After three decades, the goal of a full City-County partnership through co-location is becoming a reality.

Because of the hard work of many, including the County Commissioners and the City and County Councils, 200 East Berry Street will soon be the administrative, neighborhood, and economic- development hub for local government. And the current City-County Building will become the headquarters for Public Safety personnel.

This forward-thinking decision continues my commitment to a more cooperative and effective local government.

Because we are one community, and because creating jobs is priority one, we are already hard at work with our Allen County partners to streamline our permitting process.

We know time is money, so we want to make it easier for businesses to prosper in Fort Wayne.

Another vital community solution was the merger of our 911 communication services. Earlier this month we welcomed a new director to a combined City-County 911 call center, because there is nothing more important than the health and safety of our community.

Once again our willingness to put aside the outmoded ways of doing the people’s business has resulted in a common-sense solution that will make our community better and more efficient.

All of these collaborative improvements – co-location, a merged 911 emergency call center and streamlined permitting – are not city solutions or county solutions, they’re community solutions. They were achieved through a unified vision and the willingness to take on the tough challenges.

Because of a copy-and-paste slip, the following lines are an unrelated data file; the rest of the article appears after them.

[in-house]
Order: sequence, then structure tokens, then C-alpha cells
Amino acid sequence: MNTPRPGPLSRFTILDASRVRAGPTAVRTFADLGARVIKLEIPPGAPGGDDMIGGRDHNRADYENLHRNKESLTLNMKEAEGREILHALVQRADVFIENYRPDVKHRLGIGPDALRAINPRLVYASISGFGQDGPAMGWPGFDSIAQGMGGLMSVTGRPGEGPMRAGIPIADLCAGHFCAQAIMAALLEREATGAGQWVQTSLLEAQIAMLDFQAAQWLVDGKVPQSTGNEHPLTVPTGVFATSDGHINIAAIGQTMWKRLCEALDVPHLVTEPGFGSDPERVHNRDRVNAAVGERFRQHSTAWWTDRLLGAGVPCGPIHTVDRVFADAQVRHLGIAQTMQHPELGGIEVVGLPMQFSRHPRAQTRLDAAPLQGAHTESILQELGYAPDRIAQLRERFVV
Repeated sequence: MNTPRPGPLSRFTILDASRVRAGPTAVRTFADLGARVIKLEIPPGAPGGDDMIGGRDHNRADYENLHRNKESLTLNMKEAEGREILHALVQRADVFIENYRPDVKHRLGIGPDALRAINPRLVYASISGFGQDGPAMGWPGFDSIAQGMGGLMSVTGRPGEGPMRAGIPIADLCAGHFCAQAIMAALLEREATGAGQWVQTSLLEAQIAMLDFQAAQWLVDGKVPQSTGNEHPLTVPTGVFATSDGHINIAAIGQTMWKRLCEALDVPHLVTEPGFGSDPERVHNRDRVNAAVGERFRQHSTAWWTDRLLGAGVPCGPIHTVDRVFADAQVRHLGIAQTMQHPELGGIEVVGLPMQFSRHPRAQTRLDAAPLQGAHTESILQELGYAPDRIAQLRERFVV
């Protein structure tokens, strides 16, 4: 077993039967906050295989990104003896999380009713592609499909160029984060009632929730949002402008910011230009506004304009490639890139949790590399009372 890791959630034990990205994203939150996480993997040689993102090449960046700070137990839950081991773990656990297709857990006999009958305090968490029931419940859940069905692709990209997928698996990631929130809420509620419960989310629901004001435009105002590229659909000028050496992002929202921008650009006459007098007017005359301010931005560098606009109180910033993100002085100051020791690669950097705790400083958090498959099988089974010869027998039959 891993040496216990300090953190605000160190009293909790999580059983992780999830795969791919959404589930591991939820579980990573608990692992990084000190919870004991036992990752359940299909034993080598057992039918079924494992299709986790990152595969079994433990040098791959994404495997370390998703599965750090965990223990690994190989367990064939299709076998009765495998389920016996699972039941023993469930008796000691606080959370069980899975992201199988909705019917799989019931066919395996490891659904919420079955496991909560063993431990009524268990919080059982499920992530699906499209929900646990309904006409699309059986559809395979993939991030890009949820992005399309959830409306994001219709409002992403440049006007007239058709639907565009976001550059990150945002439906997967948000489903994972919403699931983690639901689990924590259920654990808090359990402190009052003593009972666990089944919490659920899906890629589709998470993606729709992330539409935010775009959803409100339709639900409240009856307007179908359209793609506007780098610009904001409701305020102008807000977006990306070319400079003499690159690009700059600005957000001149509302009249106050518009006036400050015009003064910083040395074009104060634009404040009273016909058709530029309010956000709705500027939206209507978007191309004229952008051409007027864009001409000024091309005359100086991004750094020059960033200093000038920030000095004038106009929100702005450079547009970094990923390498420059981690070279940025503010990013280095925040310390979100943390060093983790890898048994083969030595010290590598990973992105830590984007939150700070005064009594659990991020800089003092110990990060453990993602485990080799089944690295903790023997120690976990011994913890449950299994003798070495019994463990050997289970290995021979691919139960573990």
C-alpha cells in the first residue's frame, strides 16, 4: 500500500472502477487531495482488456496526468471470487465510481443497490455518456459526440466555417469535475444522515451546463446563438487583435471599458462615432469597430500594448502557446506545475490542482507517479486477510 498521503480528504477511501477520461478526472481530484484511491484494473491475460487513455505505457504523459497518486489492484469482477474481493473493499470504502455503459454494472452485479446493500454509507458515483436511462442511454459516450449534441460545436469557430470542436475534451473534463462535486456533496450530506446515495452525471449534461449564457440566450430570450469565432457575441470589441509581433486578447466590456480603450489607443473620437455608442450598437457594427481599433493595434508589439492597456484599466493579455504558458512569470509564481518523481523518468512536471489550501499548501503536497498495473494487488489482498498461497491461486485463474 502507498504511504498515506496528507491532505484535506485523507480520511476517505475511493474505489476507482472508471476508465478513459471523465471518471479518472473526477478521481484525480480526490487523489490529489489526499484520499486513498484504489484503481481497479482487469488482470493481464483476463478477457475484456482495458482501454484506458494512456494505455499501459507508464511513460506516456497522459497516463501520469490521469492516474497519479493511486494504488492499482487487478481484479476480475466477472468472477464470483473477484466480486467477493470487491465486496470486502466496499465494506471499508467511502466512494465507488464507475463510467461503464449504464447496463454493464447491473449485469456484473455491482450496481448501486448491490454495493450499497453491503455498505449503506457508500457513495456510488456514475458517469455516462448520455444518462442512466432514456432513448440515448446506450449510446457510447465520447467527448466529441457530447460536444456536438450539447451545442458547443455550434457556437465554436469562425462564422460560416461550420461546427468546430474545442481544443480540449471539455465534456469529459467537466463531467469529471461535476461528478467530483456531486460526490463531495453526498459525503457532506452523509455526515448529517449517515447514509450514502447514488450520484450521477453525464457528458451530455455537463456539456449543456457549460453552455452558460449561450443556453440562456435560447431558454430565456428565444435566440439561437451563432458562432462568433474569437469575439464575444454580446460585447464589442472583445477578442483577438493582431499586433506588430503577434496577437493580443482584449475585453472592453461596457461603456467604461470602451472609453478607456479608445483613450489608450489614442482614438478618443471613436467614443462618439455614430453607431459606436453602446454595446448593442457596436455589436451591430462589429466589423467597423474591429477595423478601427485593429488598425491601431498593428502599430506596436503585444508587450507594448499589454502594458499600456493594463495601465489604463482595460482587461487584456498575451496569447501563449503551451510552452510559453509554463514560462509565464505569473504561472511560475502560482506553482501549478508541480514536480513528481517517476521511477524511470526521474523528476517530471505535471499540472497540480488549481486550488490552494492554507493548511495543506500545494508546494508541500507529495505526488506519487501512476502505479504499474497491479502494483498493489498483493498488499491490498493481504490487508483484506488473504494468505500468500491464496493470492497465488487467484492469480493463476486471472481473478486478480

When I came into office I pledged to make City Government more open and accessible to all.

I want to know your ideas, your concerns and your suggestions. We are partners in building a better community.

That’s why I continue to walk neighborhoods and open my door for Mayor’s Nights In. It’s why on major decisions, I make sure we are always gathering information from citizen committees like the Clean Rivers Task Force, the Solid Waste Contract Committee, Bike Fort Wayne and the Social Services Summit.

I am equally committed to using new methods and new technologies to ensure that more people can have input on their own time schedule. That’s why I launched SmartGov.

SmartGov brings government to the people. Phase ONE was about delivering more information and increasing access.

This online feature puts City budgets, contracts and our checkbook at your fingertips 24/7.

Phase two is about encouraging collaboration and interaction. We’re starting a new conversation. And Feedback Fort Wayne is just the first example. The response has been incredible.

Right now you can help “Name Our New Building” and weigh in on the future of the City Light Lease funds.

Community collaboration does matter. But infrastructure matters too. It matters to residents and it matters to businesses.

Last year, 465 construction jobs were created as we finished more than 60 miles of street repairs, including concrete repairs in 26 neighborhoods.

We also added 11 miles of new trails. In fact, over the past six years, our trail system has tripled in size from 20 miles to more than 60 miles. Our partnership with nonprofit groups and the County will see us add another 10 miles in 2011. Because active transportation is a hallmark of competitive cities, I am also committed to building more bike lanes and making our city more friendly to pedestrians. Using the new Bike Fort Wayne and Walk Fort Wayne plans, we are improving